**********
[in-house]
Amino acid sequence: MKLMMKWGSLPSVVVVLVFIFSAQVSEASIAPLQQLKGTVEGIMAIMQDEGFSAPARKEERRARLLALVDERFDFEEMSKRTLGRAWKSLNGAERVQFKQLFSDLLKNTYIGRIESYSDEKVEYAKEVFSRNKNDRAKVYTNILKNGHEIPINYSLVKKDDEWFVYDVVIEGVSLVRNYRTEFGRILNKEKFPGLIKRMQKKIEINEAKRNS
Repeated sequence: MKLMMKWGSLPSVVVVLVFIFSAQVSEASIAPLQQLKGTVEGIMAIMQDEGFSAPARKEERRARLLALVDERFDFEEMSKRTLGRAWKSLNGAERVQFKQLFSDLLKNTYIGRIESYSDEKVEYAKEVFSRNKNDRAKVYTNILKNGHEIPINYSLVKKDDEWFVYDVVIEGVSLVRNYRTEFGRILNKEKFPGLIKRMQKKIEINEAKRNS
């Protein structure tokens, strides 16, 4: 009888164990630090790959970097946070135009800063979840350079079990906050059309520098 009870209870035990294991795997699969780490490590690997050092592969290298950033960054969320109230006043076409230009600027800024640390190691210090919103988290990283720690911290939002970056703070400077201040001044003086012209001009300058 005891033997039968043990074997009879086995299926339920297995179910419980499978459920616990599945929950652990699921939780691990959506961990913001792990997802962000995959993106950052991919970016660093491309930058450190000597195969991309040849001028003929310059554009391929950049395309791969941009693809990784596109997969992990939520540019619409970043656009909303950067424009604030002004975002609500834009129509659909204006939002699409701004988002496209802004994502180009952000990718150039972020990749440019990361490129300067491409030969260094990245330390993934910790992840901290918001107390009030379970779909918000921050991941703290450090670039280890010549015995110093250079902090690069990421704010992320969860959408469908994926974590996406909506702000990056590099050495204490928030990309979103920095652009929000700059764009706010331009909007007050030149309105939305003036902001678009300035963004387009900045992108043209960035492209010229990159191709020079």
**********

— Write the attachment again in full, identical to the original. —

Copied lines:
[in-house]
Amino acid sequence: MKLMMKWGSLPSVVVVLVFIFSAQVSEASIAPLQQLKGTVEGIMAIMQDEGFSAPARKEERRARLLALVDERFDFEEMSKRTLGRAWKSLNGAERVQFKQLFSDLLKNTYIGRIESYSDEKVEYAKEVFSRNKNDRAKVYTNILKNGHEIPINYSLVKKDDEWFVYDVVIEGVSLVRNYRTEFGRILNKEKFPGLIKRMQKKIEINEAKRNS
Repeated sequence: MKLMMKWGSLPSVVVVLVFIFSAQVSEASIAPLQQLKGTVEGIMAIMQDEGFSAPARKEERRARLLALVDERFDFEEMSKRTLGRAWKSLNGAERVQFKQLFSDLLKNTYIGRIESYSDEKVEYAKEVFSRNKNDRAKVYTNILKNGHEIPINYSLVKKDDEWFVYDVVIEGVSLVRNYRTEFGRILNKEKFPGLIKRMQKKIEINEAKRNS
């Protein structure tokens, strides 16, 4: 009888164990630090790959970097946070135009800063979840350079079990906050059309520098 009870209870035990294991795997699969780490490590690997050092592969290298950033960054969320109230006043076409230009600027800024640390190691210090919103988290990283720690911290939002970056703070400077201040001044003086012209001009300058 005891033997039968043990074997009879086995299926339920297995179910419980499978459920616990599945929950652990699921939780691990959506961990913001792990997802962000995959993106950052991919970016660093491309930058450190000597195969991309040849001028003929310059554009391929950049395309791969941009693809990784596109997969992990939520540019619409970043656009909303950067424009604030002004975002609500834009129509659909204006939002699409701004988002496209802004994502180009952000990718150039972020990749440019990361490129300067491409030969260094990245330390993934910790992840901290918001107390009030379970779909918000921050991941703290450090670039280890010549015995110093250079902090690069990421704010992320969860959408469908994926974590996406909506702000990056590099050495204490928030990309979103920095652009929000700059764009706010331009909007007050030149309105939305003036902001678009300035963004387009900045992108043209960035492209010229990159191709020079």